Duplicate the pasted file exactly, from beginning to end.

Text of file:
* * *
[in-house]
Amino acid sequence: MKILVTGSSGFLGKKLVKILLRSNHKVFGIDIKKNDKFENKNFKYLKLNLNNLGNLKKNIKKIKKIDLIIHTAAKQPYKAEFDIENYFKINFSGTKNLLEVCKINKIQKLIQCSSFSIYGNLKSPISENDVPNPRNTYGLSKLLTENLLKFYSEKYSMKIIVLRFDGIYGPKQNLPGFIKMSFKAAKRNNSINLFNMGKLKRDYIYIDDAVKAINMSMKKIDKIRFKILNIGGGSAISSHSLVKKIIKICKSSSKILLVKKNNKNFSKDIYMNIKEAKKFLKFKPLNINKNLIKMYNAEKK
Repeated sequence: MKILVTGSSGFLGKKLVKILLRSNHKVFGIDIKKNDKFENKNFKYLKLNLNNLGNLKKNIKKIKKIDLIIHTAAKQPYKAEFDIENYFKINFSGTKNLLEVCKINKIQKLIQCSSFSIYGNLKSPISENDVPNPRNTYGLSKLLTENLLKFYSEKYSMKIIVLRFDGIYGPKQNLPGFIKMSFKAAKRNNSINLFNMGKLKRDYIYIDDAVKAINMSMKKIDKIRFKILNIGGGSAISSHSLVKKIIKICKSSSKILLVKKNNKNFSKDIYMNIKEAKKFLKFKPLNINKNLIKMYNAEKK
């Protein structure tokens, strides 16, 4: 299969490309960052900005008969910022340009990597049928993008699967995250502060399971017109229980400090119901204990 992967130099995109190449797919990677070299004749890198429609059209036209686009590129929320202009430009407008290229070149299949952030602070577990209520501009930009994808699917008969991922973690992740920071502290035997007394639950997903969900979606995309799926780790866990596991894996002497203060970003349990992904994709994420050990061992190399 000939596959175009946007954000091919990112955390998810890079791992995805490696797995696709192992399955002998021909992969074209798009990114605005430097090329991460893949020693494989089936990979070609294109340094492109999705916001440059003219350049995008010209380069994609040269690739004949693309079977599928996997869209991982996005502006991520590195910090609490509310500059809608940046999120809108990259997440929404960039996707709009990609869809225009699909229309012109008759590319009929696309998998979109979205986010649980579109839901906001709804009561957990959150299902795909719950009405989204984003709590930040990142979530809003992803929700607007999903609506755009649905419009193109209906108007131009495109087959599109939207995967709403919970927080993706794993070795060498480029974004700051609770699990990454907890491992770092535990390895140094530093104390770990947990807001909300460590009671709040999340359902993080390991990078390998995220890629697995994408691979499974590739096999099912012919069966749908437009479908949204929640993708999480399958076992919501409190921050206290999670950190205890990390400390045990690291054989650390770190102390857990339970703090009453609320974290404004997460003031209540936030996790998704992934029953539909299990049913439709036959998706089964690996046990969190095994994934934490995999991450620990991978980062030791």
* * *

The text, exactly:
[in-house]
Amino acid sequence: MKILVTGSSGFLGKKLVKILLRSNHKVFGIDIKKNDKFENKNFKYLKLNLNNLGNLKKNIKKIKKIDLIIHTAAKQPYKAEFDIENYFKINFSGTKNLLEVCKINKIQKLIQCSSFSIYGNLKSPISENDVPNPRNTYGLSKLLTENLLKFYSEKYSMKIIVLRFDGIYGPKQNLPGFIKMSFKAAKRNNSINLFNMGKLKRDYIYIDDAVKAINMSMKKIDKIRFKILNIGGGSAISSHSLVKKIIKICKSSSKILLVKKNNKNFSKDIYMNIKEAKKFLKFKPLNINKNLIKMYNAEKK
Repeated sequence: MKILVTGSSGFLGKKLVKILLRSNHKVFGIDIKKNDKFENKNFKYLKLNLNNLGNLKKNIKKIKKIDLIIHTAAKQPYKAEFDIENYFKINFSGTKNLLEVCKINKIQKLIQCSSFSIYGNLKSPISENDVPNPRNTYGLSKLLTENLLKFYSEKYSMKIIVLRFDGIYGPKQNLPGFIKMSFKAAKRNNSINLFNMGKLKRDYIYIDDAVKAINMSMKKIDKIRFKILNIGGGSAISSHSLVKKIIKICKSSSKILLVKKNNKNFSKDIYMNIKEAKKFLKFKPLNINKNLIKMYNAEKK
């Protein structure tokens, strides 16, 4: 299969490309960052900005008969910022340009990597049928993008699967995250502060399971017109229980400090119901204990 992967130099995109190449797919990677070299004749890198429609059209036209686009590129929320202009430009407008290229070149299949952030602070577990209520501009930009994808699917008969991922973690992740920071502290035997007394639950997903969900979606995309799926780790866990596991894996002497203060970003349990992904994709994420050990061992190399 000939596959175009946007954000091919990112955390998810890079791992995805490696797995696709192992399955002998021909992969074209798009990114605005430097090329991460893949020693494989089936990979070609294109340094492109999705916001440059003219350049995008010209380069994609040269690739004949693309079977599928996997869209991982996005502006991520590195910090609490509310500059809608940046999120809108990259997440929404960039996707709009990609869809225009699909229309012109008759590319009929696309998998979109979205986010649980579109839901906001709804009561957990959150299902795909719950009405989204984003709590930040990142979530809003992803929700607007999903609506755009649905419009193109209906108007131009495109087959599109939207995967709403919970927080993706794993070795060498480029974004700051609770699990990454907890491992770092535990390895140094530093104390770990947990807001909300460590009671709040999340359902993080390991990078390998995220890629697995994408691979499974590739096999099912012919069966749908437009479908949204929640993708999480399958076992919501409190921050206290999670950190205890990390400390045990690291054989650390770190102390857990339970703090009453609320974290404004997460003031209540936030996790998704992934029953539909299990049913439709036959998706089964690996046990969190095994994934934490995999991450620990991978980062030791």